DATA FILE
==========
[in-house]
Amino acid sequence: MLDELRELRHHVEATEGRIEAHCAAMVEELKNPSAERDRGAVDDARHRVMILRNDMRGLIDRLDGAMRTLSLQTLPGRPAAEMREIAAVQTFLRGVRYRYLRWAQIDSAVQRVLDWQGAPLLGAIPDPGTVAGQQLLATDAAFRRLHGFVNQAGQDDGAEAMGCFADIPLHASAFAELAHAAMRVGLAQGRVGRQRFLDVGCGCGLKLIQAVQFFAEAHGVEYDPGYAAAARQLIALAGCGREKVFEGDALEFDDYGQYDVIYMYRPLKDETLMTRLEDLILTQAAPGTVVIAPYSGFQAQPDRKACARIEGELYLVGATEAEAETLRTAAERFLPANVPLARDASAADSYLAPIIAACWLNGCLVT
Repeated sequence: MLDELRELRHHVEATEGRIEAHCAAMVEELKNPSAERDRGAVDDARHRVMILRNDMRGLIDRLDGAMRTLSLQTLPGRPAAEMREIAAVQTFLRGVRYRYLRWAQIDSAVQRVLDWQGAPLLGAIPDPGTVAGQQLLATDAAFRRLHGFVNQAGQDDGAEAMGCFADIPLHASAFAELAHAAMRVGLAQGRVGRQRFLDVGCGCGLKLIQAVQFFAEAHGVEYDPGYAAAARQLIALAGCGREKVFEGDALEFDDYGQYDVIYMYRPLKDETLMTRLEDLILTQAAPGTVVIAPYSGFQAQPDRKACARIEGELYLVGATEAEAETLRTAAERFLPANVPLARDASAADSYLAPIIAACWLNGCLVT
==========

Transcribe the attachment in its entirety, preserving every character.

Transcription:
[in-house]
Amino acid sequence: MLDELRELRHHVEATEGRIEAHCAAMVEELKNPSAERDRGAVDDARHRVMILRNDMRGLIDRLDGAMRTLSLQTLPGRPAAEMREIAAVQTFLRGVRYRYLRWAQIDSAVQRVLDWQGAPLLGAIPDPGTVAGQQLLATDAAFRRLHGFVNQAGQDDGAEAMGCFADIPLHASAFAELAHAAMRVGLAQGRVGRQRFLDVGCGCGLKLIQAVQFFAEAHGVEYDPGYAAAARQLIALAGCGREKVFEGDALEFDDYGQYDVIYMYRPLKDETLMTRLEDLILTQAAPGTVVIAPYSGFQAQPDRKACARIEGELYLVGATEAEAETLRTAAERFLPANVPLARDASAADSYLAPIIAACWLNGCLVT
Repeated sequence: MLDELRELRHHVEATEGRIEAHCAAMVEELKNPSAERDRGAVDDARHRVMILRNDMRGLIDRLDGAMRTLSLQTLPGRPAAEMREIAAVQTFLRGVRYRYLRWAQIDSAVQRVLDWQGAPLLGAIPDPGTVAGQQLLATDAAFRRLHGFVNQAGQDDGAEAMGCFADIPLHASAFAELAHAAMRVGLAQGRVGRQRFLDVGCGCGLKLIQAVQFFAEAHGVEYDPGYAAAARQLIALAGCGREKVFEGDALEFDDYGQYDVIYMYRPLKDETLMTRLEDLILTQAAPGTVVIAPYSGFQAQPDRKACARIEGELYLVGATEAEAETLRTAAERFLPANVPLARDASAADSYLAPIIAACWLNGCLVT